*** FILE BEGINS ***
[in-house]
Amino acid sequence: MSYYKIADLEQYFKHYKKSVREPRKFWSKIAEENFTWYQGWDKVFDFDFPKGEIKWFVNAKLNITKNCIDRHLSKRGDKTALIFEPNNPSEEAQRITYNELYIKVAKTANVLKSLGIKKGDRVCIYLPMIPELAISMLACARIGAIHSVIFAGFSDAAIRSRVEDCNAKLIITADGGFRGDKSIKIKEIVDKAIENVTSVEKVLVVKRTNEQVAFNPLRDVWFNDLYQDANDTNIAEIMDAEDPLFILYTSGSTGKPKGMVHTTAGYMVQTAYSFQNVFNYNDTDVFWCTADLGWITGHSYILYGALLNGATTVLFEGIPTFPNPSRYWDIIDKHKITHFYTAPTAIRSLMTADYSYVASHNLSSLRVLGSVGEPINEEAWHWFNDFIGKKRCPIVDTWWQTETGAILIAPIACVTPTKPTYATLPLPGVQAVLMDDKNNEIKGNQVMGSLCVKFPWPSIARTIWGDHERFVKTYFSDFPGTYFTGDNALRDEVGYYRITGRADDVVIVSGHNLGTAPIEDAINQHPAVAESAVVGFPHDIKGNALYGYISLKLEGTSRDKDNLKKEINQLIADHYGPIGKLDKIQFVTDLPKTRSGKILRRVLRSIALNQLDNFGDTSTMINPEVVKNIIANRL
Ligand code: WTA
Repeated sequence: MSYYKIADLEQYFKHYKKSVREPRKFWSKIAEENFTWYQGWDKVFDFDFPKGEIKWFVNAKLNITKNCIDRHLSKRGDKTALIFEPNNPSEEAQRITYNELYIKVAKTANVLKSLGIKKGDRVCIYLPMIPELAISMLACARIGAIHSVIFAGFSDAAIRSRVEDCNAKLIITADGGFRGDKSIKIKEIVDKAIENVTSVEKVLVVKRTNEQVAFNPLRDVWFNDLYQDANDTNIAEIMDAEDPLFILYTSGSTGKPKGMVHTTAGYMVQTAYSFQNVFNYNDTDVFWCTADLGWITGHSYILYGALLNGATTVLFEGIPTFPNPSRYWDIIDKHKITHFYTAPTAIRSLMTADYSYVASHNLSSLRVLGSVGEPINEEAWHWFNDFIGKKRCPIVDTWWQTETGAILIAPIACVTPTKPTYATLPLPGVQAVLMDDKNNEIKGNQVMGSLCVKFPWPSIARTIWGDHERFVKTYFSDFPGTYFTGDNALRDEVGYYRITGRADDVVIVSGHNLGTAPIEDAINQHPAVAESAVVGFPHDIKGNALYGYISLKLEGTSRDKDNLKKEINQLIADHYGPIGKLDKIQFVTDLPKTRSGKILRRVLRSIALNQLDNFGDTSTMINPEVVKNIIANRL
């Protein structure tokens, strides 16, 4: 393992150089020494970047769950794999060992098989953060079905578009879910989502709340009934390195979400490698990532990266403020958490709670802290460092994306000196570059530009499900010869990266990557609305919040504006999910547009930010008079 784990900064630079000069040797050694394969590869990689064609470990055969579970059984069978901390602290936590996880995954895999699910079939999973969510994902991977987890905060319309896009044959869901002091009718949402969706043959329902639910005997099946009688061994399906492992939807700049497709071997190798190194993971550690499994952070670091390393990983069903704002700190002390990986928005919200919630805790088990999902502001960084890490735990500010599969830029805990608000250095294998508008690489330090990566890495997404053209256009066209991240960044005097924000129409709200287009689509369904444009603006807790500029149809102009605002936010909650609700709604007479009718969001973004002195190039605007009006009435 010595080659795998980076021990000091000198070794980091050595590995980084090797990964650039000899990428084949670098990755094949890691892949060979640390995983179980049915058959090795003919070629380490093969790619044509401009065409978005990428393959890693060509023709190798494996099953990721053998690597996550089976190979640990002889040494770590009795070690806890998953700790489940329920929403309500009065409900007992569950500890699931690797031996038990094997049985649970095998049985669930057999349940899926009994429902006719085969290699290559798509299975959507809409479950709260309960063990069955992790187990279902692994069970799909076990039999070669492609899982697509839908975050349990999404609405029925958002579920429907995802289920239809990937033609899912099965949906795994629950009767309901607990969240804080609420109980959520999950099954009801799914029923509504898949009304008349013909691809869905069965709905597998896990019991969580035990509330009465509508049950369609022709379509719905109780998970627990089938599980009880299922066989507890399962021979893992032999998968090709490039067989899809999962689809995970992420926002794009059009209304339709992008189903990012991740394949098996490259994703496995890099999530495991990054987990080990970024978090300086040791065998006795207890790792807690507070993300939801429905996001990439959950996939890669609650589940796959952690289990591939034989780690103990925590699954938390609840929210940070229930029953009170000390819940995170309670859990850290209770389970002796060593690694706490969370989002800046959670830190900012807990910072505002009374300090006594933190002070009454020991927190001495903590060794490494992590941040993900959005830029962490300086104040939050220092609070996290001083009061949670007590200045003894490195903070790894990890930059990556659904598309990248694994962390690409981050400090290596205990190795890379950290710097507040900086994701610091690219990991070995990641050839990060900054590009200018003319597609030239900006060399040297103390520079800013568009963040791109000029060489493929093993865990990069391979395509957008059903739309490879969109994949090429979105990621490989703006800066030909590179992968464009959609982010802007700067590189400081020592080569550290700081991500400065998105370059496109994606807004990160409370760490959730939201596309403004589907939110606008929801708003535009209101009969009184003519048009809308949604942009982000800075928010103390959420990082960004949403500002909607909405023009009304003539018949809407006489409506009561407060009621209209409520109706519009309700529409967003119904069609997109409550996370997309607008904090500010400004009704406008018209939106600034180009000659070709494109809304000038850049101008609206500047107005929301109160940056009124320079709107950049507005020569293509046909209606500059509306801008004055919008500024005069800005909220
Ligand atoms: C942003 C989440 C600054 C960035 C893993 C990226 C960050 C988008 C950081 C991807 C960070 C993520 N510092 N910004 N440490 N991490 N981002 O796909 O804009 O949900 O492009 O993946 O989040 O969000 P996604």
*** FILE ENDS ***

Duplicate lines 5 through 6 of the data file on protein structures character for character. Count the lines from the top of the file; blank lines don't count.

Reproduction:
């Protein structure tokens, strides 16, 4: 393992150089020494970047769950794999060992098989953060079905578009879910989502709340009934390195979400490698990532990266403020958490709670802290460092994306000196570059530009499900010869990266990557609305919040504006999910547009930010008079 784990900064630079000069040797050694394969590869990689064609470990055969579970059984069978901390602290936590996880995954895999699910079939999973969510994902991977987890905060319309896009044959869901002091009718949402969706043959329902639910005997099946009688061994399906492992939807700049497709071997190798190194993971550690499994952070670091390393990983069903704002700190002390990986928005919200919630805790088990999902502001960084890490735990500010599969830029805990608000250095294998508008690489330090990566890495997404053209256009066209991240960044005097924000129409709200287009689509369904444009603006807790500029149809102009605002936010909650609700709604007479009718969001973004002195190039605007009006009435 010595080659795998980076021990000091000198070794980091050595590995980084090797990964650039000899990428084949670098990755094949890691892949060979640390995983179980049915058959090795003919070629380490093969790619044509401009065409978005990428393959890693060509023709190798494996099953990721053998690597996550089976190979640990002889040494770590009795070690806890998953700790489940329920929403309500009065409900007992569950500890699931690797031996038990094997049985649970095998049985669930057999349940899926009994429902006719085969290699290559798509299975959507809409479950709260309960063990069955992790187990279902692994069970799909076990039999070669492609899982697509839908975050349990999404609405029925958002579920429907995802289920239809990937033609899912099965949906795994629950009767309901607990969240804080609420109980959520999950099954009801799914029923509504898949009304008349013909691809869905069965709905597998896990019991969580035990509330009465509508049950369609022709379509719905109780998970627990089938599980009880299922066989507890399962021979893992032999998968090709490039067989899809999962689809995970992420926002794009059009209304339709992008189903990012991740394949098996490259994703496995890099999530495991990054987990080990970024978090300086040791065998006795207890790792807690507070993300939801429905996001990439959950996939890669609650589940796959952690289990591939034989780690103990925590699954938390609840929210940070229930029953009170000390819940995170309670859990850290209770389970002796060593690694706490969370989002800046959670830190900012807990910072505002009374300090006594933190002070009454020991927190001495903590060794490494992590941040993900959005830029962490300086104040939050220092609070996290001083009061949670007590200045003894490195903070790894990890930059990556659904598309990248694994962390690409981050400090290596205990190795890379950290710097507040900086994701610091690219990991070995990641050839990060900054590009200018003319597609030239900006060399040297103390520079800013568009963040791109000029060489493929093993865990990069391979395509957008059903739309490879969109994949090429979105990621490989703006800066030909590179992968464009959609982010802007700067590189400081020592080569550290700081991500400065998105370059496109994606807004990160409370760490959730939201596309403004589907939110606008929801708003535009209101009969009184003519048009809308949604942009982000800075928010103390959420990082960004949403500002909607909405023009009304003539018949809407006489409506009561407060009621209209409520109706519009309700529409967003119904069609997109409550996370997309607008904090500010400004009704406008018209939106600034180009000659070709494109809304000038850049101008609206500047107005929301109160940056009124320079709107950049507005020569293509046909209606500059509306801008004055919008500024005069800005909220
Ligand atoms: C942003 C989440 C600054 C960035 C893993 C990226 C960050 C988008 C950081 C991807 C960070 C993520 N510092 N910004 N440490 N991490 N981002 O796909 O804009 O949900 O492009 O993946 O989040 O969000 P996604």